Tuesday, May 16, 2006

Same Gender Marriages

In 1999, the Vermont Supreme Court issued a landmark decision in the case of Baker v. State, 744 A.2d 864 (Vt. 1999), ruling that prohibiting same-sex marriage violated the Vermont constitution because it denied same-sex couples the rights granted to heterosexual couples.

However, rather than order the government to issue marriage licenses to gay and lesbian couples, the court left it up to the state legislature to remedy the situation. In response to the court's order in Baker v. State, the Vermont legislature passed a law creating a "civil union registration system," under which same-sex couples can register their partnership and receive all the benefits of state laws that apply to married couples.

Although the U.S. Constitution requires each state to give "full faith and credit" to the laws of other states - for example, by recognizing marriages and divorces made across state lines - the federal Defense of Marriage Act (DOMA), passed in 1996, expressly undercuts the full faith and credit requirement in the case of same-sex marriages.

That said, because the DOMA abridges the rights guaranteed by the U.S. Constitution, it may be challenged legally in the near future. Furthermore, Massachusetts Supreme Judicial Court clarified its ruling late last year that denying marriage licenses to same-sex couples violates the Massachusetts Constitution's guarantee that all citizens be treated equally under the law. Lambda Legal predicts that within a few months, same-sex couples in Massachusetts will begin getting married. They will be able to visit their spouses in the hospital, make decisions about each other’s health care and be fully recognized as parents of their children.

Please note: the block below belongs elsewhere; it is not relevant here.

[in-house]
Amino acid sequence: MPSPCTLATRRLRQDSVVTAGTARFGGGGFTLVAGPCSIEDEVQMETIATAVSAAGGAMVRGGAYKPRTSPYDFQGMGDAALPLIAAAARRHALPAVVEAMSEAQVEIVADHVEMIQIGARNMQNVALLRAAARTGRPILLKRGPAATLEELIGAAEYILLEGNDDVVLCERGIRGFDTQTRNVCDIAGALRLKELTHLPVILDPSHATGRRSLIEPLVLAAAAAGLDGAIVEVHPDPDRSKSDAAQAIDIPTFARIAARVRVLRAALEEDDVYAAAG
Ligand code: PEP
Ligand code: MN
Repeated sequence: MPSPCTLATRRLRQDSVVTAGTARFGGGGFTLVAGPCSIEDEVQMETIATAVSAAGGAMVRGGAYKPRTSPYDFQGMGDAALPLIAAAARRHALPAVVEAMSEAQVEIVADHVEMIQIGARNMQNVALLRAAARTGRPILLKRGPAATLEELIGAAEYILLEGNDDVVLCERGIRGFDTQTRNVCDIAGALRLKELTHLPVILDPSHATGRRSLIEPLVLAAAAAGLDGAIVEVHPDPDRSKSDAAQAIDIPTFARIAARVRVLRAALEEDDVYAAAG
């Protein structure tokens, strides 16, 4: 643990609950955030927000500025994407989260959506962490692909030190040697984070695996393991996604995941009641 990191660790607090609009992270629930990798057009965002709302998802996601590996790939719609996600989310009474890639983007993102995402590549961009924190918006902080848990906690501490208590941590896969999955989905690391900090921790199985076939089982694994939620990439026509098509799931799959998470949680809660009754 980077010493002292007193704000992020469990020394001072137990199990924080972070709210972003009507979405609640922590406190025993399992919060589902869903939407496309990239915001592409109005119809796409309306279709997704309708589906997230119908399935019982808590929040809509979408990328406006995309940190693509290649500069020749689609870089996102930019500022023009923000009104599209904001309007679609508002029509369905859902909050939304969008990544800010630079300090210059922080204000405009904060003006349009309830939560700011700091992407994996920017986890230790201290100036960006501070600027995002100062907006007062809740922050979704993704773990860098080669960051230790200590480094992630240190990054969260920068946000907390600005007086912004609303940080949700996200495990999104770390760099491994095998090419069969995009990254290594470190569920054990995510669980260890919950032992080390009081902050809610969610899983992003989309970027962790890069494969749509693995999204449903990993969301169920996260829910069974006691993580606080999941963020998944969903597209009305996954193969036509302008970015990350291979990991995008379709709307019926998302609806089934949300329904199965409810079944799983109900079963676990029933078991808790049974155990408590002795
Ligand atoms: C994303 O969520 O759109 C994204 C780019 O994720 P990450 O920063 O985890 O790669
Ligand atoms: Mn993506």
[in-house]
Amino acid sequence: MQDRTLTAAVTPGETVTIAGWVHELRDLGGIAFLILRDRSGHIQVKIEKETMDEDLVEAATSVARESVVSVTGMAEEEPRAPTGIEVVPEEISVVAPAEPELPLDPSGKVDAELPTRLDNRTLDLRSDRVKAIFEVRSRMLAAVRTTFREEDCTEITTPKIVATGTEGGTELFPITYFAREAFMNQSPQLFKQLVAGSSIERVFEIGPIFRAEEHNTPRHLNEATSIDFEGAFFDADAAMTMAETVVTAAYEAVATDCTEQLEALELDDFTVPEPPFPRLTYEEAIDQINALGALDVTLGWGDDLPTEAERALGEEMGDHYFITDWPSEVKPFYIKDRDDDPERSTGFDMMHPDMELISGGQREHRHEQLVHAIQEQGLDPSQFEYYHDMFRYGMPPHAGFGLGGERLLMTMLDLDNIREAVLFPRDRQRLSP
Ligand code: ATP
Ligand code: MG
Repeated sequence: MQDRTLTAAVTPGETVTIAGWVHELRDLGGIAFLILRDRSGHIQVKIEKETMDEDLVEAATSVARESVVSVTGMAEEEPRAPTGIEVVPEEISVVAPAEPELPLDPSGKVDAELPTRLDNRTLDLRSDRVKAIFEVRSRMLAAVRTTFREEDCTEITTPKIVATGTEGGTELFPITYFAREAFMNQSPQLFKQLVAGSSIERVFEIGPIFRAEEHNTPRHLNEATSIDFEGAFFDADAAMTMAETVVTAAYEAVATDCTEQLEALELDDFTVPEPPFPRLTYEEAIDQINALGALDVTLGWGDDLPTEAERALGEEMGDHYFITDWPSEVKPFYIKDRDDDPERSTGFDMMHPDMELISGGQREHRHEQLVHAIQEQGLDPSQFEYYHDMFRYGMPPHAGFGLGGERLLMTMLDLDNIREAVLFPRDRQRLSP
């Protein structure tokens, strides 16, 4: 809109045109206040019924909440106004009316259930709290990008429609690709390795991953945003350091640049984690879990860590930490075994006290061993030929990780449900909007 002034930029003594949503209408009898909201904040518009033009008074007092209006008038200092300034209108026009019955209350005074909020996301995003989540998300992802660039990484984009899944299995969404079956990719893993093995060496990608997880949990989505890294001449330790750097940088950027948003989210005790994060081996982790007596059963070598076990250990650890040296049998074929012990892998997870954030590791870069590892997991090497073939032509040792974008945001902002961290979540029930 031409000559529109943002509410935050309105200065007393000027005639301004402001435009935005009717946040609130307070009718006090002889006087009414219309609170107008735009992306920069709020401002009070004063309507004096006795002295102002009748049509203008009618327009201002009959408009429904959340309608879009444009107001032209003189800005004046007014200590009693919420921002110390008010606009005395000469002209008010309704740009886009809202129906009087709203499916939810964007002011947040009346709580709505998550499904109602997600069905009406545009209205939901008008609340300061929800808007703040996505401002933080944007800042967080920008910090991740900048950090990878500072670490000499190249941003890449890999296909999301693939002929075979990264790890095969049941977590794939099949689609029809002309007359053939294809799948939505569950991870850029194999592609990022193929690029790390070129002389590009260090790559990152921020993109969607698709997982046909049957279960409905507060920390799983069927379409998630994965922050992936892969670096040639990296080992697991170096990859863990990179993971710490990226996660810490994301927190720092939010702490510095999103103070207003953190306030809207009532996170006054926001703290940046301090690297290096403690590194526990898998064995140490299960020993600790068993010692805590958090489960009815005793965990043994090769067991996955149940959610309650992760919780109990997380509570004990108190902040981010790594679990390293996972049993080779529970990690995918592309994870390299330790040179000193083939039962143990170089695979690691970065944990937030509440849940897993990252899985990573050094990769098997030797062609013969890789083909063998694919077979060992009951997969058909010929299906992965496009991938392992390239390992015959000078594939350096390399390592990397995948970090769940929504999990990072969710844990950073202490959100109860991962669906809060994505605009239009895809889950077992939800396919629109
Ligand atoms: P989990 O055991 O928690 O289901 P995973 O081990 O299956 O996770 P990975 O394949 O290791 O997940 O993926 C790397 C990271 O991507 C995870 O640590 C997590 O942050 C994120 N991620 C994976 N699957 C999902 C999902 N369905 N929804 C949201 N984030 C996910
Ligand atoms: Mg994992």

Anti-gay groups may proceed ahead in efforts to amend the state’s Constitution to carve out an exception to the time-honored guarantee of equality. As that debate moves forward, people will see same-sex couples who are legally married - and they will see that in seeking to protect their families, these married couples pose no threat to society. Benefits for Same-Sex Couples in California, Hawaii and Vermont. If you're a member of a same-sex couple living in one of these three states, you can take advantage of laws that allow you to register your partnership and receive many of the benefits granted to married couples. California.

To register a domestic partnership in California, visit the California Secretary of State website at (Look under "Special Programs Information.") Hawaii. To learn about registering your partnership in Hawaii (where it's called a "reciprocal beneficiary relationship"), visit the website of Hawaii’s Vital Records office at Vermont. To read the official guide to Vermont's civil union law, go to and click on "Publications."